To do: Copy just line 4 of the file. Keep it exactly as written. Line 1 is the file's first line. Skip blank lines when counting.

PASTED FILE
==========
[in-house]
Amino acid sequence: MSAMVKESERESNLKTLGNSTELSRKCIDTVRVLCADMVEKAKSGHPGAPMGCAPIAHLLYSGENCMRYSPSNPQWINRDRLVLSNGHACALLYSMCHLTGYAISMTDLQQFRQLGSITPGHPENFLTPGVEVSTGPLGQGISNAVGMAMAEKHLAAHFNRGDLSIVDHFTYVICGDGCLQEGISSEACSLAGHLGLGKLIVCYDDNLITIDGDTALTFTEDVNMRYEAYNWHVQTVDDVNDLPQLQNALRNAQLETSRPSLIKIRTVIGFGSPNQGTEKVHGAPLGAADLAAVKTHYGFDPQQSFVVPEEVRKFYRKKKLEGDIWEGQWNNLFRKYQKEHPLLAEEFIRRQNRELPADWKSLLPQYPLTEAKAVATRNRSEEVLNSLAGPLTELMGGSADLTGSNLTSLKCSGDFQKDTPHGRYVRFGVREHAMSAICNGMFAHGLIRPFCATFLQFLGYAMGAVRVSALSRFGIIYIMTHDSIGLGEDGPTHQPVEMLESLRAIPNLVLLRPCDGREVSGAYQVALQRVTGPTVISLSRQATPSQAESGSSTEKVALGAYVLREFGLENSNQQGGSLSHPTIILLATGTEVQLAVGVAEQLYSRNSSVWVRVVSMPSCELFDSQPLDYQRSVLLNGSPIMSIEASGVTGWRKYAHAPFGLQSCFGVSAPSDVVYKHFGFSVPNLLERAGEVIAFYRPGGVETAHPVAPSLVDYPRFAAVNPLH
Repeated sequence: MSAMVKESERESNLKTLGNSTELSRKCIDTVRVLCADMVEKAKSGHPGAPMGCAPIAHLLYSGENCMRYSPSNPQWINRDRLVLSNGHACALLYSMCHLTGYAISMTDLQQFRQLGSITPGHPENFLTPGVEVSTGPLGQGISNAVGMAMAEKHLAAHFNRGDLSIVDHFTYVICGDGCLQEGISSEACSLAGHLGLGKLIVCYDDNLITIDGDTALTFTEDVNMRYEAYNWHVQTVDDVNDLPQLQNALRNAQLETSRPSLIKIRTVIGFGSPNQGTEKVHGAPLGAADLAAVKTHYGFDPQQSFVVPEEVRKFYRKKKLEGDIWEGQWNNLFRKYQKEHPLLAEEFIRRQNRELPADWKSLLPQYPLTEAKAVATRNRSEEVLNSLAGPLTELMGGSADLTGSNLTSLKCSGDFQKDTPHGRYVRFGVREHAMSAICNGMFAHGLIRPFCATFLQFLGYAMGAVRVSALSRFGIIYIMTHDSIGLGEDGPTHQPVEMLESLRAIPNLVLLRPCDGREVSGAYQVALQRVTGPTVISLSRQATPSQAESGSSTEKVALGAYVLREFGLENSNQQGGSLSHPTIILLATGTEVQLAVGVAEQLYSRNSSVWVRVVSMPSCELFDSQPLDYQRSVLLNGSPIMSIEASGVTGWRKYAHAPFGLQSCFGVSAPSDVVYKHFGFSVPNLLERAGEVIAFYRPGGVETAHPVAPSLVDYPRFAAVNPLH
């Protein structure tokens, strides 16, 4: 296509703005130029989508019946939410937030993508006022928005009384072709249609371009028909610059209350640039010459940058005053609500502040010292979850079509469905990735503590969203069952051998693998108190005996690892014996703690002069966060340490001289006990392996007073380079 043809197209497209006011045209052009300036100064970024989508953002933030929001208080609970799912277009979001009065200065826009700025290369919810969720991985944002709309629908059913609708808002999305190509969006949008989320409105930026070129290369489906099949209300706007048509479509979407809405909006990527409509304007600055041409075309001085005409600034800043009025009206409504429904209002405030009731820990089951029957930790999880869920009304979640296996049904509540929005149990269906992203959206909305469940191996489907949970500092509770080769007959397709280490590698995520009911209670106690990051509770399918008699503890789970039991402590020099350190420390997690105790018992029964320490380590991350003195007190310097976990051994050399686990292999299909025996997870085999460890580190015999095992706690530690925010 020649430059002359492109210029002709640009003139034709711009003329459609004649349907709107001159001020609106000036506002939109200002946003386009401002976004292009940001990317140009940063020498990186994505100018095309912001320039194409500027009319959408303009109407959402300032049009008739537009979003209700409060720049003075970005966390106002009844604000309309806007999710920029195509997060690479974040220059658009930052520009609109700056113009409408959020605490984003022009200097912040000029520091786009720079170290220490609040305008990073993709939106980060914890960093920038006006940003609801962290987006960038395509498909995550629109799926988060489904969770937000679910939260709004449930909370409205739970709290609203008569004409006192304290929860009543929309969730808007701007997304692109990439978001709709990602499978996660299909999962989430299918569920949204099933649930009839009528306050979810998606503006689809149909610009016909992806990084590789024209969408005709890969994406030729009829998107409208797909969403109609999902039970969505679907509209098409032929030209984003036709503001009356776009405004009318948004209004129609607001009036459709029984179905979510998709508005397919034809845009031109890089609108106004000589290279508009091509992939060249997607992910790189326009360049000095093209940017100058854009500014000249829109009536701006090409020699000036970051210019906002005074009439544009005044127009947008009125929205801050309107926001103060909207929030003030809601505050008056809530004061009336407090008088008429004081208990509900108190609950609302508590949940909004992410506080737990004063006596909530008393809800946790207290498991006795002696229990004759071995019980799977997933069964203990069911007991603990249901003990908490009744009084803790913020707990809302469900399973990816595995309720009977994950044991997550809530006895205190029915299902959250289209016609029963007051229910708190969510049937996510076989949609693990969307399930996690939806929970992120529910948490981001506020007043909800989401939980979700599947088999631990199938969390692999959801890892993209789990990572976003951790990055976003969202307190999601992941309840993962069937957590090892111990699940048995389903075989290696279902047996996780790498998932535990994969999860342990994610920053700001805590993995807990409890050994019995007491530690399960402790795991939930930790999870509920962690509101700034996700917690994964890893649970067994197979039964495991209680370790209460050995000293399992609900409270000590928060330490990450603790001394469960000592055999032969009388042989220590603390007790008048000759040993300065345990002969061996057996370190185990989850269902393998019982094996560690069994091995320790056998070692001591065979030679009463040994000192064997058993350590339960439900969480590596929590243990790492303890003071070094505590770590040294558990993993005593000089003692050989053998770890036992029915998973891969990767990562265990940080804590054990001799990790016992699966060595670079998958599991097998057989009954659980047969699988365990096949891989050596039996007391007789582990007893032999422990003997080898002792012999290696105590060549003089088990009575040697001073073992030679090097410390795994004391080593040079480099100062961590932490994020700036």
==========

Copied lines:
């Protein structure tokens, strides 16, 4: 296509703005130029989508019946939410937030993508006022928005009384072709249609371009028909610059209350640039010459940058005053609500502040010292979850079509469905990735503590969203069952051998693998108190005996690892014996703690002069966060340490001289006990392996007073380079 043809197209497209006011045209052009300036100064970024989508953002933030929001208080609970799912277009979001009065200065826009700025290369919810969720991985944002709309629908059913609708808002999305190509969006949008989320409105930026070129290369489906099949209300706007048509479509979407809405909006990527409509304007600055041409075309001085005409600034800043009025009206409504429904209002405030009731820990089951029957930790999880869920009304979640296996049904509540929005149990269906992203959206909305469940191996489907949970500092509770080769007959397709280490590698995520009911209670106690990051509770399918008699503890789970039991402590020099350190420390997690105790018992029964320490380590991350003195007190310097976990051994050399686990292999299909025996997870085999460890580190015999095992706690530690925010 020649430059002359492109210029002709640009003139034709711009003329459609004649349907709107001159001020609106000036506002939109200002946003386009401002976004292009940001990317140009940063020498990186994505100018095309912001320039194409500027009319959408303009109407959402300032049009008739537009979003209700409060720049003075970005966390106002009844604000309309806007999710920029195509997060690479974040220059658009930052520009609109700056113009409408959020605490984003022009200097912040000029520091786009720079170290220490609040305008990073993709939106980060914890960093920038006006940003609801962290987006960038395509498909995550629109799926988060489904969770937000679910939260709004449930909370409205739970709290609203008569004409006192304290929860009543929309969730808007701007997304692109990439978001709709990602499978996660299909999962989430299918569920949204099933649930009839009528306050979810998606503006689809149909610009016909992806990084590789024209969408005709890969994406030729009829998107409208797909969403109609999902039970969505679907509209098409032929030209984003036709503001009356776009405004009318948004209004129609607001009036459709029984179905979510998709508005397919034809845009031109890089609108106004000589290279508009091509992939060249997607992910790189326009360049000095093209940017100058854009500014000249829109009536701006090409020699000036970051210019906002005074009439544009005044127009947008009125929205801050309107926001103060909207929030003030809601505050008056809530004061009336407090008088008429004081208990509900108190609950609302508590949940909004992410506080737990004063006596909530008393809800946790207290498991006795002696229990004759071995019980799977997933069964203990069911007991603990249901003990908490009744009084803790913020707990809302469900399973990816595995309720009977994950044991997550809530006895205190029915299902959250289209016609029963007051229910708190969510049937996510076989949609693990969307399930996690939806929970992120529910948490981001506020007043909800989401939980979700599947088999631990199938969390692999959801890892993209789990990572976003951790990055976003969202307190999601992941309840993962069937957590090892111990699940048995389903075989290696279902047996996780790498998932535990994969999860342990994610920053700001805590993995807990409890050994019995007491530690399960402790795991939930930790999870509920962690509101700034996700917690994964890893649970067994197979039964495991209680370790209460050995000293399992609900409270000590928060330490990450603790001394469960000592055999032969009388042989220590603390007790008048000759040993300065345990002969061996057996370190185990989850269902393998019982094996560690069994091995320790056998070692001591065979030679009463040994000192064997058993350590339960439900969480590596929590243990790492303890003071070094505590770590040294558990993993005593000089003692050989053998770890036992029915998973891969990767990562265990940080804590054990001799990790016992699966060595670079998958599991097998057989009954659980047969699988365990096949891989050596039996007391007789582990007893032999422990003997080898002792012999290696105590060549003089088990009575040697001073073992030679090097410390795994004391080593040079480099100062961590932490994020700036």